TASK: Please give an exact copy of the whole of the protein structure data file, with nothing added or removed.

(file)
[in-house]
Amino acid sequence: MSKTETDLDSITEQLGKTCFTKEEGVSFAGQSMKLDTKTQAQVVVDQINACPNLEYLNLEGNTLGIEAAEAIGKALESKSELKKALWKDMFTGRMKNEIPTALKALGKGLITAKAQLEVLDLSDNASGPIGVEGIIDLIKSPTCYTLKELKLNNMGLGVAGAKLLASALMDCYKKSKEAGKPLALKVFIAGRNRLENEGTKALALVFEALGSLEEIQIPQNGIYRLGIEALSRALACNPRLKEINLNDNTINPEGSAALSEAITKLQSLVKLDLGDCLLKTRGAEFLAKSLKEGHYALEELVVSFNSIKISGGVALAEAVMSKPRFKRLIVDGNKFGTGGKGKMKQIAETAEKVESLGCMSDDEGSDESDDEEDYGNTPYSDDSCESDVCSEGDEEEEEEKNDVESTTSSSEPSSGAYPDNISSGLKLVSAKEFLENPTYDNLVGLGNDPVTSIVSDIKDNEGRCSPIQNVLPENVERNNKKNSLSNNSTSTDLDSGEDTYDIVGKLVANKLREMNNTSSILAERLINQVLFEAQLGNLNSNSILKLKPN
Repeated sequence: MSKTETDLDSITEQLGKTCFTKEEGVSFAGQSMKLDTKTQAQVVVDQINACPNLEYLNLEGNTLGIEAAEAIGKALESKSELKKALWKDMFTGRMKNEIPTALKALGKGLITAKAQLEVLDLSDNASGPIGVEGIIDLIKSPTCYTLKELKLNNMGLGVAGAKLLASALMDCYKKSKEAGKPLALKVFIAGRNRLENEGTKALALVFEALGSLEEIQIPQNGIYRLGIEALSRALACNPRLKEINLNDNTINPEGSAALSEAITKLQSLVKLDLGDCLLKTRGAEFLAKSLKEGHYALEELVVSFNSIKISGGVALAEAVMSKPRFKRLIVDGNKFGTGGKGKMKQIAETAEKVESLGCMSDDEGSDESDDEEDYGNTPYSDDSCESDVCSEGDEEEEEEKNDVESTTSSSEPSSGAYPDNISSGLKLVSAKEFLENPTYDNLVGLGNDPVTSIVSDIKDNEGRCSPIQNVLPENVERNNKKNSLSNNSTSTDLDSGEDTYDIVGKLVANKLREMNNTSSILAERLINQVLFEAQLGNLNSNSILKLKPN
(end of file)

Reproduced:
[in-house]
Amino acid sequence: MSKTETDLDSITEQLGKTCFTKEEGVSFAGQSMKLDTKTQAQVVVDQINACPNLEYLNLEGNTLGIEAAEAIGKALESKSELKKALWKDMFTGRMKNEIPTALKALGKGLITAKAQLEVLDLSDNASGPIGVEGIIDLIKSPTCYTLKELKLNNMGLGVAGAKLLASALMDCYKKSKEAGKPLALKVFIAGRNRLENEGTKALALVFEALGSLEEIQIPQNGIYRLGIEALSRALACNPRLKEINLNDNTINPEGSAALSEAITKLQSLVKLDLGDCLLKTRGAEFLAKSLKEGHYALEELVVSFNSIKISGGVALAEAVMSKPRFKRLIVDGNKFGTGGKGKMKQIAETAEKVESLGCMSDDEGSDESDDEEDYGNTPYSDDSCESDVCSEGDEEEEEEKNDVESTTSSSEPSSGAYPDNISSGLKLVSAKEFLENPTYDNLVGLGNDPVTSIVSDIKDNEGRCSPIQNVLPENVERNNKKNSLSNNSTSTDLDSGEDTYDIVGKLVANKLREMNNTSSILAERLINQVLFEAQLGNLNSNSILKLKPN
Repeated sequence: MSKTETDLDSITEQLGKTCFTKEEGVSFAGQSMKLDTKTQAQVVVDQINACPNLEYLNLEGNTLGIEAAEAIGKALESKSELKKALWKDMFTGRMKNEIPTALKALGKGLITAKAQLEVLDLSDNASGPIGVEGIIDLIKSPTCYTLKELKLNNMGLGVAGAKLLASALMDCYKKSKEAGKPLALKVFIAGRNRLENEGTKALALVFEALGSLEEIQIPQNGIYRLGIEALSRALACNPRLKEINLNDNTINPEGSAALSEAITKLQSLVKLDLGDCLLKTRGAEFLAKSLKEGHYALEELVVSFNSIKISGGVALAEAVMSKPRFKRLIVDGNKFGTGGKGKMKQIAETAEKVESLGCMSDDEGSDESDDEEDYGNTPYSDDSCESDVCSEGDEEEEEEKNDVESTTSSSEPSSGAYPDNISSGLKLVSAKEFLENPTYDNLVGLGNDPVTSIVSDIKDNEGRCSPIQNVLPENVERNNKKNSLSNNSTSTDLDSGEDTYDIVGKLVANKLREMNNTSSILAERLINQVLFEAQLGNLNSNSILKLKPN